11 Astonishing Facts About Composite Volcanoes

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The Ash-Spewing Deadly Monster

Earlier on March of 2015, pictures and videos of a 9,330 ft tall monster spewing lava and ashes were all over the media worldwide. Due to this eruption, thousands of people had to be evacuated. The name of this monster is ‘Villarrica’, one of most active composite volcanoes in Chile.
One of the special features of Villarrica volcano eruption was “strombolian explosions”, where intermittent fire explosions of basaltic lava happen from a single crater. Such natural fireworks are caused by sudden release of volcanic gases.

The most famous composite volcanoes in the world include Mount Fuji in Japan, Mount St. Helens and Mount Rainier in Washington, Mt. Etna in Italy, Mount Shasta and Lassen in California, Mount Cotopaxi in Ecuador, Mount Hood in Oregon and Mt. Pinatubo in the Philippines.

Amazing Facts About Composite Volcanoes:

1. Composite cone volcanoes are quite large and spread across between one and ten kilometers. The specific feature of a composite volcano is its conduit system through which magma rises to the earth’s surface. Such volcanoes develop over hundreds of years through the accumulation of lava, ash, and cinders that erupt through the conduit.

2. Composite Volcanoes are also known as ‘Stratovolcanoes’. These are the most common type of volcanoes found in the world. The eruptions of these volcanoes are the most violent and fatal of all other types of volcanoes.

3. Eroded composite cone volcanoes have been named ‘Calderas’. They actually become enormous, steep, basin-shaped depressions formed due to accumulation of volcanic vents. An example of such a Crater Lake is found in Oregon. According to Geologists, the lake was once a massive volcano called Mt. Mazama. After a series of explosions about 6,800 years ago, the top section of the volcano’s receded and became the lake it is today.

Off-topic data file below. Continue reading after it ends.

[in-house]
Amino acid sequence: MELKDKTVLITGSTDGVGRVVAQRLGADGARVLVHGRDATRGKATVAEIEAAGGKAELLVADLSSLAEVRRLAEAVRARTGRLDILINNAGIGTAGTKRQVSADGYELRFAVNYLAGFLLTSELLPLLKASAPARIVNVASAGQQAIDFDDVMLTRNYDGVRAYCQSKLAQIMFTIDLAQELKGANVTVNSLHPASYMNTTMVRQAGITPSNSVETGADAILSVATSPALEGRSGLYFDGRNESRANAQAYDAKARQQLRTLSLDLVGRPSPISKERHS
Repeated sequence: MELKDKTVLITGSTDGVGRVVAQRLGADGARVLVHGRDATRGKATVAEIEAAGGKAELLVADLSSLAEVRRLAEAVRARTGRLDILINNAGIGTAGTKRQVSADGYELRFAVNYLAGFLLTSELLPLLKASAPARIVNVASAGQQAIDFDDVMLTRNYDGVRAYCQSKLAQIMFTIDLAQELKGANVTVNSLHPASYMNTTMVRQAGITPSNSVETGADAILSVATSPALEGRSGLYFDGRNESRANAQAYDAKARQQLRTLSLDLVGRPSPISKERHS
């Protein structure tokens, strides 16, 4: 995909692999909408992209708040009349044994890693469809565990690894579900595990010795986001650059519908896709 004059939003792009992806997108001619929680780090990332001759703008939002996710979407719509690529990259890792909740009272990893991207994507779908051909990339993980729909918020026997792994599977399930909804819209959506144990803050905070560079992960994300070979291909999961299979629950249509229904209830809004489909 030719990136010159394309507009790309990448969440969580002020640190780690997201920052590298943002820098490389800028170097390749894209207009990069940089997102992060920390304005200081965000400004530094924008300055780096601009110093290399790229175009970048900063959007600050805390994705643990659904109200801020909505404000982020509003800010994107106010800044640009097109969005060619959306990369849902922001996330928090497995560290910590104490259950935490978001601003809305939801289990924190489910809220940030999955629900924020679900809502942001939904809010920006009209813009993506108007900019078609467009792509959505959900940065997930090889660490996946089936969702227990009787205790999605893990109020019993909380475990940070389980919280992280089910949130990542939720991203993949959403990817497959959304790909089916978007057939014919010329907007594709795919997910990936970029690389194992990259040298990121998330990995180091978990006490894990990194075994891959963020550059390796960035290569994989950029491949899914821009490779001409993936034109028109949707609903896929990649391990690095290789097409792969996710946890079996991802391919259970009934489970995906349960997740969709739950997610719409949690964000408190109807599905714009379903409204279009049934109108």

4. One of the deadliest composite volcanic eruptions in earlier times happened in 1792, when the Mt. Unzen erupted in Japan. It left the most catastrophic impact in all of Japan’s history. The eruption triggered a massive landslide and tsunami, which was responsible for most of the casualties.

5. Two famous composite volcanoes, Krakatoa, which is best known for its deadly eruption in 1883 and Vesuvius, which was famous for destroying the towns Pompeii and Herculaneum in 79 AD. Both the eruptions took away thousands of people’s lives.
6. Eruptions from composite volcanoes may rise up to 8,000 feet above their bases. Most composite volcanoes are found in chains, which are separated by several kilometers. Numerous such composite volcano chains exist on earth. The most notable among them the chains around the Pacific Rim, and famous as the “Rim of Fire”. There are actually 452 composite volcanoes in the Pacific Rim.

7. The term “strombolian” is derived from the volcano Stromboli, which is located in Aeolian Islands, north of Sicily. Stromboli has been continuously erupting for about past 2,400 years!

8. Five major composite volcanoes are located in Washington, which are Mount Adams, Mount Baker, Glacier Peak, Mount St. Helens and Mount Rainier. Along with these volcanoes, Mount Hood to the Oregon south forms a part of the Cascade Range.

9. In total there are 13 major composite volcanic centers in the U.S., and all of them are part of the Cascade Range. These volcanic centers are major concerns for posing environmental hazards. In the past 12,000 years, these volcanoes have erupted more than 200 occasions and generated Tephra (fragmented material), lava flows, debris avalanches and volcanic debris flows.
10. In 79 AD, the eruption of Mount Vesuvius killed thousands of people in the Pompeii and Herculaneum in Rome. Later archaeologists discovered hollows in the volcanic ash where the victims’ bodies fell and gradually decayed. For many years, the assumption was that lava killed the people of Pompeii and Herculaneum until scientists revealed the real reason.

11. The 1997 Hollywood flick ‘Dante’s Peak’ was actually inspired by the 1980 eruption of the Mount St. Helen in Washington. It is said to be one of the most accurately portrayed scientific disaster movies.

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